The US plays the game

With this week devoted to meetings running up to the weekend’s APEC summit (I’m curious about what leaders will wear for the Australian “national costume” photo), there is lots of talk about the shape of US Asia policy as the Bush administration comes to a close.

Kim Beazley, a former leader of Australia’s Labor Party, writes in an op-ed announcing the creation of a center for US studies at the University of Sydney that the US is coming to value its allies in a whole new way due to the consequences of the Iraq conflict. “One thing is clear now,” he writes. “The US values its allies more fervently than at any time since the Kuwait war segued out of the cold war. The allies wanted are those who will share burdens, military and political. The allies needed are those who will help refocus the US on the long-term issues of global politics, such as those emerging in East Asia. To be recognised as a needed ally will require friends to be both.”

But does Beazley mean “ally” in the formal sense or in the expedient sense? For my part, I don’t think the US can afford to limit its friends to whose with whom it has formal arrangements. US inattention to East Asia at the moment that China and India accelerated their takeoff has created a political vacuum that Beijing and New Delhi have hastened to fill — the US remains an indispensable player, thanks in no small part to its military power in the region, but it cannot abjure from working with all the region’s powers to shape the regional environment and keep the peace.

India, meanwhile, is moving the same direction in its thinking, learning to be slightly less self-reliant and work with other powers, the US included. An editorial in the Times of India today argues, “Nobody seriously argues that good relations and enormous trade between China and America have made China a vassal of the US. Why can’t our politicians, whether from the right or the left end of the spectrum, give India the same benefit of doubt when it comes to relations with the US?”

Washington, while still distracted by Iraq and the Middle East as a whole, appears to be coming around to a more serious approach to the Asia-Pacific region. There seems to be an appreciation of the goals the US should pursue in the region, and fewer hangups about the partners with whom the US should work to achieve those goals. According to the FT, President Bush is prepared to push hard in Sydney this week for substantive progress on an all-APEC trade agreement that could dovetail nicely with the latest push for progress on the Doha round (which has an unfortunate resemblance to the “Dead Parrot” sketch — “this is an ex-trade round!”). This is in no small part a function of the rising prominence of the State Department in managing the rest of the world while the Pentagon sorts out Iraq (although I must add that Pacific Command has been doing its part as well).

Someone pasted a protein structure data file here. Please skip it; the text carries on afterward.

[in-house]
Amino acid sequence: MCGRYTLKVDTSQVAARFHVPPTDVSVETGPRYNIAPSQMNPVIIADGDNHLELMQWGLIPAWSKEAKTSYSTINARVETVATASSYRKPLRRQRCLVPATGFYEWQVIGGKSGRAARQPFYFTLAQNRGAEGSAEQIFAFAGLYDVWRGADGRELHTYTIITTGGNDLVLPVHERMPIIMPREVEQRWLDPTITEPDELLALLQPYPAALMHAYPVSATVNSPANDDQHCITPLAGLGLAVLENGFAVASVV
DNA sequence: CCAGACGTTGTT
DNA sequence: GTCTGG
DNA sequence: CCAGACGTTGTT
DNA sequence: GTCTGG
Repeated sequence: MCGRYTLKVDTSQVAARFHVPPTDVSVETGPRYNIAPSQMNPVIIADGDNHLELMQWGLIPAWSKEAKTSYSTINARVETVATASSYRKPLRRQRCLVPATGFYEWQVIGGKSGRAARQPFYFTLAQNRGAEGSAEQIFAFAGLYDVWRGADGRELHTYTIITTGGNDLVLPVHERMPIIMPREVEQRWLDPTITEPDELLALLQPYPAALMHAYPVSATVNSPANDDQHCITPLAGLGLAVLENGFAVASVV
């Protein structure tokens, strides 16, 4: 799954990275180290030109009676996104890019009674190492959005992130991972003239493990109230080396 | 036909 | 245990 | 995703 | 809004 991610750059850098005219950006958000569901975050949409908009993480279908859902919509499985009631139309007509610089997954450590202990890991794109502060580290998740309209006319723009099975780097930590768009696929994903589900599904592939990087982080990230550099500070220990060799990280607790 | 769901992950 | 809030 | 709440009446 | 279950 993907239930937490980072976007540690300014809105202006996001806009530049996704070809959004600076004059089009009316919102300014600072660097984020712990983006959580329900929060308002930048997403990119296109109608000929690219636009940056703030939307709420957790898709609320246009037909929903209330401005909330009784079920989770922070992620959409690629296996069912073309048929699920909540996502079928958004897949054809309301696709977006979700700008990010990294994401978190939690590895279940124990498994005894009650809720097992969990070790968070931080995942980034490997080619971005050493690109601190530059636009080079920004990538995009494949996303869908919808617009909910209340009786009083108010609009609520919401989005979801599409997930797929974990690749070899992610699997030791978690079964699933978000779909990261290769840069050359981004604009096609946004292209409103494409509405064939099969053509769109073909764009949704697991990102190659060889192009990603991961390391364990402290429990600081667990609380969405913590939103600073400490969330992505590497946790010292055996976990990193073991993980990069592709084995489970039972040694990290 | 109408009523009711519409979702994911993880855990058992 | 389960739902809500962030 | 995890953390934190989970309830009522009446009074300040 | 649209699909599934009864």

The most obvious example of how State has changed the thrust of US policy in Asia is, of course, the six-party talks, in which Christopher Hill, assistant secretary of state of the Asia-Pacific region, has recommitted the US to the process of negotiating a cessation of North Korean nuclear activities. Now, with the latest bilateral understanding announced in Geneva — in which North Korea has apparently agreed to provide a full accounting of its nuclear activities by year’s end — the Bush administration will be working to make its partners in the talks to ratify the agreement and lean on North Korea to fulfill its commitment.

Japan, as the one power that has opted out, will no doubt find itself under increasing pressure in the coming months to play a constructive role in the process, which means backing down on the abductions issue. This eventuality has been building up throughout the year; Tokyo may put off making a decision for just a little longer (as Jun Okumura argues), but as long as the US remains committed to the talks, Mr. Abe will have to decide.

The danger is linkages: if Japan is ultimately pressured by the US to step down on the abductions issue, will the result be even more talk on the Japanese right about the unreliability of the US? (“We go to bat for you on the war on terror, and this is how you repay us?”) Ambassador Okazaki, Mr. Abe’s “brain,” essentially made this argument in an essay in Yomiuri on Sunday, arguing that the US-Japan alliance must come before any greater framework: “The balance of power in East Asia rests ultimately on the power balance between the Japan-U.S. alliance and China. That means we should never forget the importance of the Japan-U.S. alliance, which is conscious of China’s possible threats.”

There is clearly a rift between how the Japanese right sees the alliance and how those in charge of US Asia policy now see it. The Japanese right, which threw its weight behind an active and militarily strong alliance in the early years of the Bush administration, now wonders whether it has been sold a bill of goods — wanting Armitage but getting Chris Hill. In Washington, meanwhile, both State and the military brass (both at the JCS and in Honolulu) seem committed to managing the region as a whole, a view that diminishes the role of the alliance with Japan as part of US strategy in the Asia-Pacific region.

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